Author: Hartman, Laura Pincus
Source: Darden Business Publishing
Company Name: Zynga
Number of pages: 3, 21, 13
In January 2009, Mark Pincus, founder and CEO of the immensely popular and successful Zynga Game Network met with his sister Laura Hartman, DePaul University business ethics professor, to discuss building a new brand of corporate social strategy. Pincus wanted to find a way that Zynga could have a greater social impact on the world. He and Hartman talked about creating a new social strategy that would naturally flow out of Zynga’s success in developing highly profitable interactive social games. The two of them wondered whether it was possible for one company to develop a strategy that would both be profitable and engender social change.
The B case of this three-case series outlines how Mark Pincus, with help from his sister Laura Hartman, began to implement his new brand of social strategy. Initial steps included two partnerships: (1) Zynga’s YoVille and the San Francisco SPCA; and (2) Mafia Wars and the Huntington’s Disease Society of America. A new program within Zynga was created: Zynga.org, which would focus on global problems and ways to address them. Its first project, in partnership with Zynga’s wildly popular FarmVille, was a strategy in which users could purchase “Sweet Seeds for Haiti.” Through FarmVille, Zynga would contribute 50% of all proceeds from the sale of these seeds to two Haiti-based causes: Fonkoze and FATEM (a microfinance initiative and an educational and school-meals program, respectively). In 2010, Zynga.org continued to evolve, with periodic bumps along the way when Zynga encountered bad press and unfavorable attention.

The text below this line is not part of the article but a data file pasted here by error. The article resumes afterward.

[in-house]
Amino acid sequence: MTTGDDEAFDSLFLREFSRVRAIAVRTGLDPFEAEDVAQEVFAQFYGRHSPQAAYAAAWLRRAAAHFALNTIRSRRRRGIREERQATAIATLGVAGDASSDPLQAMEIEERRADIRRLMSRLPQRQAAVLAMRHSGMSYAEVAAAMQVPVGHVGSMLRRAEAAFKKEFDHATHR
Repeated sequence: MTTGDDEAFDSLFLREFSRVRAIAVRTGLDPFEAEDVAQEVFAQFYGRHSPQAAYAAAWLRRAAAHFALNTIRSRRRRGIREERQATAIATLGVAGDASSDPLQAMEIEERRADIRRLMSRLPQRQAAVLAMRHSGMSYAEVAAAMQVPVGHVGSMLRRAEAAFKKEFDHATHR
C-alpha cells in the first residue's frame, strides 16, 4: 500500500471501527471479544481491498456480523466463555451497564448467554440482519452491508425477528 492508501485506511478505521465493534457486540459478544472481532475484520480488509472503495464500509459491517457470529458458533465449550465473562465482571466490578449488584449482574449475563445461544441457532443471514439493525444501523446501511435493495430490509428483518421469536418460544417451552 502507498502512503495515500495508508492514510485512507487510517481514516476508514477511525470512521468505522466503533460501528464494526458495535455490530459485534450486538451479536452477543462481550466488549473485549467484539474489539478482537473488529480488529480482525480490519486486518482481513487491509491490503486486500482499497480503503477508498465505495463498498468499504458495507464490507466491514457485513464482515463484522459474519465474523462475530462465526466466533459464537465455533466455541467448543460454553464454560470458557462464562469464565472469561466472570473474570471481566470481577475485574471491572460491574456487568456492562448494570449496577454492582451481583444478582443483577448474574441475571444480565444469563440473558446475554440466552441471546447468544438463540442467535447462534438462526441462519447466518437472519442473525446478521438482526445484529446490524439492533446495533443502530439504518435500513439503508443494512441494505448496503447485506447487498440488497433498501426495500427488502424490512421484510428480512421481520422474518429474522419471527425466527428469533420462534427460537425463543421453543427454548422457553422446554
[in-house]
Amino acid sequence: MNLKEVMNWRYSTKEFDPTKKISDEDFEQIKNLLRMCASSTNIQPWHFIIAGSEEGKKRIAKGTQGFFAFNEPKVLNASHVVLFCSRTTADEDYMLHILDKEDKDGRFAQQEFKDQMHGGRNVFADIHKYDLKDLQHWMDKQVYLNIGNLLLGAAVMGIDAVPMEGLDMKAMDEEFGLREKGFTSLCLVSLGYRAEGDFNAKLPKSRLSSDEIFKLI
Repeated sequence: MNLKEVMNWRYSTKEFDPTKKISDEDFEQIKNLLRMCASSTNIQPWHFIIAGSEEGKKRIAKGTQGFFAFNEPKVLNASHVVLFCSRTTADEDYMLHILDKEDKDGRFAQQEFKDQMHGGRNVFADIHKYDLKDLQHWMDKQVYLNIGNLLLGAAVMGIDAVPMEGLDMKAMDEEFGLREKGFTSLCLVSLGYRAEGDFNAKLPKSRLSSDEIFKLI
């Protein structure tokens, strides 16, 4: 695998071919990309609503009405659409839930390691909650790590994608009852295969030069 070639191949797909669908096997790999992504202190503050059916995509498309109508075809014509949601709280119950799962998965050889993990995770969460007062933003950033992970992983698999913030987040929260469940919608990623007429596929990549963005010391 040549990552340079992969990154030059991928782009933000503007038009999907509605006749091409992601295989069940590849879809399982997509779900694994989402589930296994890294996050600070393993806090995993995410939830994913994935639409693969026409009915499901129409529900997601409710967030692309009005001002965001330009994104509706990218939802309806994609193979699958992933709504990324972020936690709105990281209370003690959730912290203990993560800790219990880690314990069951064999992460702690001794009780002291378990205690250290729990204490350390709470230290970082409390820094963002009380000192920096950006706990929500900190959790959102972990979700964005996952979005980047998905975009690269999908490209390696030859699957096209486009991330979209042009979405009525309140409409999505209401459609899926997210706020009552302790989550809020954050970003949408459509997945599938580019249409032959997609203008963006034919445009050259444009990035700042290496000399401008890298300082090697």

Following the May 2010 Sweet Seeds campaign, Zynga announced that it would expand its FATEM partnership to build a school for children in Haiti who had been affected by the devastating earthquake in January of that year. In one week, more than 45,000 FarmVille users raised $110,000 through the purchase of virtual social goods. Sweet Seeds would be the first of several campaigns Zynga launched to raise funds for the school. In the meantime, Zynga.org’s management had to establish concrete measures for the various projects’ success, including efficient implementation, self-sustainability, and replication. Maintaining a strong feedback loop so that those who contributed to these campaigns could see the results was important. Despite competition, Zynga remained, in 2010, a wildly successful company and its dot-org arm helped Mark Pincus and Laura Hartman realize the new type of social strategy they had discussed over the years.